# 106 – Undone

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Liza heard the soft tread of shoes on the mossy brick ground.  She opened her eyes to find Bruce standing a few feet away.

“Mind if I sit down?”

“Sure,” said Liza, dragging her bags closer to make room.  He was wearing beige cargo pants and a black t-shirt. It was only June, but he was already tan. The sunlight revealed a smattering of red hair hiding among the browns and whites. He looked younger than he had last year; even more handsome. Bruce sunk onto the bench with a sigh, leaned back, and closed his eyes. “Rough night, Professor?”

“Mmm hmm, my girlfriend kept me up late.” A smile crept across his lips.

“That bitch,” said Liza, smiling now too. She closed her eyes and tilted her face to the sun.

“Oh, I enjoyed it.” Bruce’s hand closed around hers. They laced their fingers together on the bench between them.

“So did she,” said Liza. She rubbed the side of his finger with her thumb. He squeezed her hand. “How come you wanted to meet here today?”

“I had an errand to run, remember?”

Liza hesitated, deciding. “What did you have to do?”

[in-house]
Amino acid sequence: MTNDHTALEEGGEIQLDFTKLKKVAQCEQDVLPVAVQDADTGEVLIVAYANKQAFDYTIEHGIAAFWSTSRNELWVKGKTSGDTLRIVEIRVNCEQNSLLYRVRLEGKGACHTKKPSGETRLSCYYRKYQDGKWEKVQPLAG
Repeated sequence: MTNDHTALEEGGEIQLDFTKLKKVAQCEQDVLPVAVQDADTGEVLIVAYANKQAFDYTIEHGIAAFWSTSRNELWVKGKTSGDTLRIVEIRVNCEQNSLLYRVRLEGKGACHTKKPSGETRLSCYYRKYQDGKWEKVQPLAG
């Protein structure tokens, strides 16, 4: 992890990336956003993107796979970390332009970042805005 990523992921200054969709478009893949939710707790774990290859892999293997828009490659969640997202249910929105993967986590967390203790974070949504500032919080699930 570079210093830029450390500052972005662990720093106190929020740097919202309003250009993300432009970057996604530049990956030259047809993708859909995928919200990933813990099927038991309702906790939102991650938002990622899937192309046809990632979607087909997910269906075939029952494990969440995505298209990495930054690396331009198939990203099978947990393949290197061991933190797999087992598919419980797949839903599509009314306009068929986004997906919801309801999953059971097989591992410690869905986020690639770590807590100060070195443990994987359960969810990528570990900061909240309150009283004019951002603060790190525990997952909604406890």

“I don’t want to talk about it,” said Bruce.

Liza didn’t say anything for a few minutes. “Fair enough,” she breathed, and she locked it away with everything else that she wished that she could un-know and undo. She put it away with sick Casey, her Mom and John’s mutilated bodies, and the adoption paperwork that Laura left on her pillow one night after a fight when they were growing up. The magazine was in there too. There were a lot of things in there.

# 105 – The Shoes Say, “Deal or No Deal?”

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Liza’s eyes flicked from the kitchen to the stairs.  “He’s in bed,” said Michael.  She frowned.  He shifted feet.  Liza pulled a rolled up magazine from her bag and tossed it to him.  It looked like one of those obscure Lit magazine that Bruce would read.  Michael flipped through the pages and it fell open to an article written by Bruce.